Results Top


Questionnaires were distributed to 546 students, of whom 491 questionnaires were returned, with a response rate of 87%. Of those, 23 questionnaires were eliminated because of more than half of the questions were unanswered. The total numbers of students who accepted participation in the study and had their consents forms signed by their legal guardians were 468 students.

[Table 1] presented the demographic characteristics of the study sample. The mean age of the sample was 14.24 (standard deviation = 0.92) years. Eighty-one percent of students' fathers were in active military services, 87% of their mothers were homemakers and three-quarters of students' incomes were low-to-medium income. Children had the highest fear if their fathers were teachers and their mothers were homemakers. The dental fear was higher in children with income below SR 5000/month.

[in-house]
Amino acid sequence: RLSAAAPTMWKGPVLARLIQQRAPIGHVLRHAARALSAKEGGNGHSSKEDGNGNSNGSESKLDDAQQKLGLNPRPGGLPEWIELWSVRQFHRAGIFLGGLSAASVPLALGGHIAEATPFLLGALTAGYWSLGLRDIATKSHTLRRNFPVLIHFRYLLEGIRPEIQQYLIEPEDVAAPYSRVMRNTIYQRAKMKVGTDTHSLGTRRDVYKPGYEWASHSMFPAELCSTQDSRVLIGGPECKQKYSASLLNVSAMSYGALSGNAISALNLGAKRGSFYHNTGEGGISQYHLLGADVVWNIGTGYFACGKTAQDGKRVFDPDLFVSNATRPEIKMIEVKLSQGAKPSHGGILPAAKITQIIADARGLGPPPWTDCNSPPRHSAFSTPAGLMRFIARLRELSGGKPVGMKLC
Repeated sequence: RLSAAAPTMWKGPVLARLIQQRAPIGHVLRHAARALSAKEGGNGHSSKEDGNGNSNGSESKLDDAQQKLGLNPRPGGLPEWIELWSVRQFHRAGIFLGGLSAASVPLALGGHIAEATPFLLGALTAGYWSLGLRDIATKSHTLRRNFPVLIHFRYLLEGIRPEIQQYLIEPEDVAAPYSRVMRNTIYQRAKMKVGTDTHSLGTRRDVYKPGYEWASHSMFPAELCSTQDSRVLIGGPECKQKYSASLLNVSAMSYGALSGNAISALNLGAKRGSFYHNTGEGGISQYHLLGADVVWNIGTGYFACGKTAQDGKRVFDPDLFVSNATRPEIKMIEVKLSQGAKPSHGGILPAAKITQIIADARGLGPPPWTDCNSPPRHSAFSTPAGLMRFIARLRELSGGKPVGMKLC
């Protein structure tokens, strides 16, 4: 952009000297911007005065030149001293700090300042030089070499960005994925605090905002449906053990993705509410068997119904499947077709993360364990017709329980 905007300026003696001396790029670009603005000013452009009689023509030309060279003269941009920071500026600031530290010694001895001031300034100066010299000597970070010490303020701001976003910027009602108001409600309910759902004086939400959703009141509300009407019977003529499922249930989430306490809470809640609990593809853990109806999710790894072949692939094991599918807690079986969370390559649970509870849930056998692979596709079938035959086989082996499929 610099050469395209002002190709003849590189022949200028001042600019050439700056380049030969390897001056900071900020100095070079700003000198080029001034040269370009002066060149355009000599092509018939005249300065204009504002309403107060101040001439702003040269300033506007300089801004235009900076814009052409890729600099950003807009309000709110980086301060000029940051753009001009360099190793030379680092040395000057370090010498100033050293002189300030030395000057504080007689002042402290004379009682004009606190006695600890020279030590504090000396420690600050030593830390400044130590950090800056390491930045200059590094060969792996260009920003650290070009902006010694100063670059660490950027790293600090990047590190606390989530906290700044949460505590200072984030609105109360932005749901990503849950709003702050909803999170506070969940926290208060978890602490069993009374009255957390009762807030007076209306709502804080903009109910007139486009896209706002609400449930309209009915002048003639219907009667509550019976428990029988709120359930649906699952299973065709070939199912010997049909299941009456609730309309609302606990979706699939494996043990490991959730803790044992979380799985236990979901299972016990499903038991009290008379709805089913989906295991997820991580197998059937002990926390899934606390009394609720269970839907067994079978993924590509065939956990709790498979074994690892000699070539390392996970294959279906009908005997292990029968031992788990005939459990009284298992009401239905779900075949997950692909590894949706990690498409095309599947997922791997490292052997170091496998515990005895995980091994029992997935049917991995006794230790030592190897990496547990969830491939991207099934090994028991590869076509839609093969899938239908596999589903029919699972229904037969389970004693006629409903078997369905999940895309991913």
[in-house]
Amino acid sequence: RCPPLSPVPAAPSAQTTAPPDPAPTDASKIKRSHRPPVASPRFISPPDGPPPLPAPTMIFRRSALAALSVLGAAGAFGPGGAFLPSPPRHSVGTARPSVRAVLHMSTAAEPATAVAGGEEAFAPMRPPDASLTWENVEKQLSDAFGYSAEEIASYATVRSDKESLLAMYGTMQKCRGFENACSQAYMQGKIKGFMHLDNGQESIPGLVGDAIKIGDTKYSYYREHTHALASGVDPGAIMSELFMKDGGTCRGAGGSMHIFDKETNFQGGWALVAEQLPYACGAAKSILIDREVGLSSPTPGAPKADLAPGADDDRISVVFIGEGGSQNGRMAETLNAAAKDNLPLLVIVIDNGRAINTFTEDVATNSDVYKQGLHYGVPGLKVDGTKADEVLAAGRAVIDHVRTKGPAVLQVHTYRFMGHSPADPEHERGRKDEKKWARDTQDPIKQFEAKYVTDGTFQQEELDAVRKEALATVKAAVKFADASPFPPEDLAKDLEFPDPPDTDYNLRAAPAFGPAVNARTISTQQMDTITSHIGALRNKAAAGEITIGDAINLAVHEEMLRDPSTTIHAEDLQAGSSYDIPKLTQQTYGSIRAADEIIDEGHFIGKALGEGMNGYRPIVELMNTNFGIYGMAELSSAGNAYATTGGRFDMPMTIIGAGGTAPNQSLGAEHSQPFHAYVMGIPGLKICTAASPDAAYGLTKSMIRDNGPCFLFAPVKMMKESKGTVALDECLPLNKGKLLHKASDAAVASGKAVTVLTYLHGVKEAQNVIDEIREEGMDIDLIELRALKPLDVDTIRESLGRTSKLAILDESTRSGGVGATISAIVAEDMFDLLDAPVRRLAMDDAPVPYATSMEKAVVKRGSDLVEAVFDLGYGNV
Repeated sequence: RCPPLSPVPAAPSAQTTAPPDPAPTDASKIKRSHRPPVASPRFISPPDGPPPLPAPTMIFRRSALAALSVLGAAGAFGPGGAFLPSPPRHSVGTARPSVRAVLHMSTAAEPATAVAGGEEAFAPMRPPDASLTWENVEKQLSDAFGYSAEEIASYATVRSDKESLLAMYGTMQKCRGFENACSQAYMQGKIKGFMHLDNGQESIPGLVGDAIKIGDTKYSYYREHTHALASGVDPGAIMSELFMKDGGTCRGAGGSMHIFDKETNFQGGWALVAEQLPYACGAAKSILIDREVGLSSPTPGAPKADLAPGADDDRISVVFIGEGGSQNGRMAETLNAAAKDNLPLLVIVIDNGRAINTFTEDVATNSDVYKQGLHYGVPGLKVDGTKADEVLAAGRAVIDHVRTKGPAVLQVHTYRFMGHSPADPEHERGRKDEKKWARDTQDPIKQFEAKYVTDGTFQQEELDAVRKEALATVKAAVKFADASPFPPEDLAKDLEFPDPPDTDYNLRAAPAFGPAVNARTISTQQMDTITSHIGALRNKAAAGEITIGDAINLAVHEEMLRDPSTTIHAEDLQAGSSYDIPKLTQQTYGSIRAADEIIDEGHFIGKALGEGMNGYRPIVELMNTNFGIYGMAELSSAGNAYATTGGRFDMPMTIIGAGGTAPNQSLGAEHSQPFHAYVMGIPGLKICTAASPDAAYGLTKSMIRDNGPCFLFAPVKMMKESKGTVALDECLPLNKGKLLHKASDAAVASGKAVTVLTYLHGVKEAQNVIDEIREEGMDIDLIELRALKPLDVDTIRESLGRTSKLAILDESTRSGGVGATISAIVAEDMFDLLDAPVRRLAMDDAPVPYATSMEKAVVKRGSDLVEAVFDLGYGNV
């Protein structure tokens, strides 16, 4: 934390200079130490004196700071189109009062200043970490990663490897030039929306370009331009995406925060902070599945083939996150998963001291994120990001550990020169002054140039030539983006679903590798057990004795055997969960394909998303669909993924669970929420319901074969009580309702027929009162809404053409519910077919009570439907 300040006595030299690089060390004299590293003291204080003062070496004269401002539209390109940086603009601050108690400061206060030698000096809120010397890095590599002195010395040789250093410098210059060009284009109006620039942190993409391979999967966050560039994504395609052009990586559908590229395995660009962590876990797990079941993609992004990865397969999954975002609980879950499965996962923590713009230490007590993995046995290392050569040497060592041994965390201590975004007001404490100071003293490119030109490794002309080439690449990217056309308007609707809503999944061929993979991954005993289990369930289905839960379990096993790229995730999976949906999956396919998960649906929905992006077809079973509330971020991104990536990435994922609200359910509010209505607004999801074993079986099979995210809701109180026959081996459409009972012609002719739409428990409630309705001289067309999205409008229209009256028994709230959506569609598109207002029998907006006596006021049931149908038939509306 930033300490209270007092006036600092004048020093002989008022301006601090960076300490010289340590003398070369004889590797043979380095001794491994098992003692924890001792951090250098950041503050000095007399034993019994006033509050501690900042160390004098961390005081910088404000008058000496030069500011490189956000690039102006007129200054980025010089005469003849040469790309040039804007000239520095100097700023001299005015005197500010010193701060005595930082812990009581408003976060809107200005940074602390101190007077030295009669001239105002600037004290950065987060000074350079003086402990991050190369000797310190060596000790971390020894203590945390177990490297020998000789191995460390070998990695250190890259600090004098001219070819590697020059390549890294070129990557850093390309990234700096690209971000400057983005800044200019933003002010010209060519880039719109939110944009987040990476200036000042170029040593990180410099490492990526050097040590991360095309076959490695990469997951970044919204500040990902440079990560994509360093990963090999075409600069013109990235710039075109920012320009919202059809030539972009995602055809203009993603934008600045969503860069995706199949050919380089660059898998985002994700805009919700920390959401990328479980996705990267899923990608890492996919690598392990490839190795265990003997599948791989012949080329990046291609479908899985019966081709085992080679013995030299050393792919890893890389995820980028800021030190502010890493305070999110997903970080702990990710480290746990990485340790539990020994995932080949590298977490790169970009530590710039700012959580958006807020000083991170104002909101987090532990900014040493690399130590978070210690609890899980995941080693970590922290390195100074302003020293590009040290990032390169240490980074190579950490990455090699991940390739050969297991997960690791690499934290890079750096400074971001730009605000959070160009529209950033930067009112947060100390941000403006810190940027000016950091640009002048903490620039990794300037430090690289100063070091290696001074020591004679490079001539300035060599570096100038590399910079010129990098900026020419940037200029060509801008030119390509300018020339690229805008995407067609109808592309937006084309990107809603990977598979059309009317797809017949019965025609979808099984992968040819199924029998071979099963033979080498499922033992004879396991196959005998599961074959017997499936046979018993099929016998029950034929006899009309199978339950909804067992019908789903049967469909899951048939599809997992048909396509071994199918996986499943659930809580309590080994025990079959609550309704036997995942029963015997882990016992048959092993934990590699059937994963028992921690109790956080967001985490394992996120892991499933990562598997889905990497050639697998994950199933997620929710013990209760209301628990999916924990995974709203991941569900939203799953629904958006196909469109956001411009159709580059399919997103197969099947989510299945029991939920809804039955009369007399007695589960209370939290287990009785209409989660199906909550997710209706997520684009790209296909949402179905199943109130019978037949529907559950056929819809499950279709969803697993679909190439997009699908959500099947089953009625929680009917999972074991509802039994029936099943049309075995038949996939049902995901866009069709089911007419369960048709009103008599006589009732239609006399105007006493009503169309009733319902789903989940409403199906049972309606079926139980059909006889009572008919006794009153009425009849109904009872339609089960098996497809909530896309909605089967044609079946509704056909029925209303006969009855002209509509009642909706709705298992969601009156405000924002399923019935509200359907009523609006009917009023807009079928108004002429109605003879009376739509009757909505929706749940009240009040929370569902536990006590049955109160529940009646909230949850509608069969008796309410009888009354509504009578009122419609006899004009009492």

Table 1: Presents the demographic characteristics of the study sample

Click here to view